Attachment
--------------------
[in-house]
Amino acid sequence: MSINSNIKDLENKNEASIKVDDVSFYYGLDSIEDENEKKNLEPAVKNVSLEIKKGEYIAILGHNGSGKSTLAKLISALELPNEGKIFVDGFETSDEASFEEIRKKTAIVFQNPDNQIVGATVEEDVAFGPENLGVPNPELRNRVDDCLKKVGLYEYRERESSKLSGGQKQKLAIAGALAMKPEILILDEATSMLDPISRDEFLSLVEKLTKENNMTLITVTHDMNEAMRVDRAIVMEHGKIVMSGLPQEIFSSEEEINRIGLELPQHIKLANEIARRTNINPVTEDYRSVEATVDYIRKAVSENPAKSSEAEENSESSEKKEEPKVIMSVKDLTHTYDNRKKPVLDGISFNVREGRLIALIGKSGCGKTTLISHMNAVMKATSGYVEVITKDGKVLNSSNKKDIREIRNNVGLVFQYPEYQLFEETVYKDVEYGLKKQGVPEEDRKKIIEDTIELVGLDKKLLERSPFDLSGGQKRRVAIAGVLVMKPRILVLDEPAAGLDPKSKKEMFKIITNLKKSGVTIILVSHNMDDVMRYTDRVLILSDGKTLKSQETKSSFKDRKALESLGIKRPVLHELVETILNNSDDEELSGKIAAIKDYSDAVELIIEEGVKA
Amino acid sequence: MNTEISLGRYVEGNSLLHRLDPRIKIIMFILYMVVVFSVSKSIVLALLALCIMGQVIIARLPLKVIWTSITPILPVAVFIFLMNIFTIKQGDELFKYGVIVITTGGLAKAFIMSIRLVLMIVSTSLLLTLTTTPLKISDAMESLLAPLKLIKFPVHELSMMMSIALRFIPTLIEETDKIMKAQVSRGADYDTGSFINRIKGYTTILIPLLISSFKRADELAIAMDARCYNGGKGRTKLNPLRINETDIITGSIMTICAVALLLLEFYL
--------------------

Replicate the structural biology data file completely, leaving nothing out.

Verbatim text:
[in-house]
Amino acid sequence: MSINSNIKDLENKNEASIKVDDVSFYYGLDSIEDENEKKNLEPAVKNVSLEIKKGEYIAILGHNGSGKSTLAKLISALELPNEGKIFVDGFETSDEASFEEIRKKTAIVFQNPDNQIVGATVEEDVAFGPENLGVPNPELRNRVDDCLKKVGLYEYRERESSKLSGGQKQKLAIAGALAMKPEILILDEATSMLDPISRDEFLSLVEKLTKENNMTLITVTHDMNEAMRVDRAIVMEHGKIVMSGLPQEIFSSEEEINRIGLELPQHIKLANEIARRTNINPVTEDYRSVEATVDYIRKAVSENPAKSSEAEENSESSEKKEEPKVIMSVKDLTHTYDNRKKPVLDGISFNVREGRLIALIGKSGCGKTTLISHMNAVMKATSGYVEVITKDGKVLNSSNKKDIREIRNNVGLVFQYPEYQLFEETVYKDVEYGLKKQGVPEEDRKKIIEDTIELVGLDKKLLERSPFDLSGGQKRRVAIAGVLVMKPRILVLDEPAAGLDPKSKKEMFKIITNLKKSGVTIILVSHNMDDVMRYTDRVLILSDGKTLKSQETKSSFKDRKALESLGIKRPVLHELVETILNNSDDEELSGKIAAIKDYSDAVELIIEEGVKA
Amino acid sequence: MNTEISLGRYVEGNSLLHRLDPRIKIIMFILYMVVVFSVSKSIVLALLALCIMGQVIIARLPLKVIWTSITPILPVAVFIFLMNIFTIKQGDELFKYGVIVITTGGLAKAFIMSIRLVLMIVSTSLLLTLTTTPLKISDAMESLLAPLKLIKFPVHELSMMMSIALRFIPTLIEETDKIMKAQVSRGADYDTGSFINRIKGYTTILIPLLISSFKRADELAIAMDARCYNGGKGRTKLNPLRINETDIITGSIMTICAVALLLLEFYL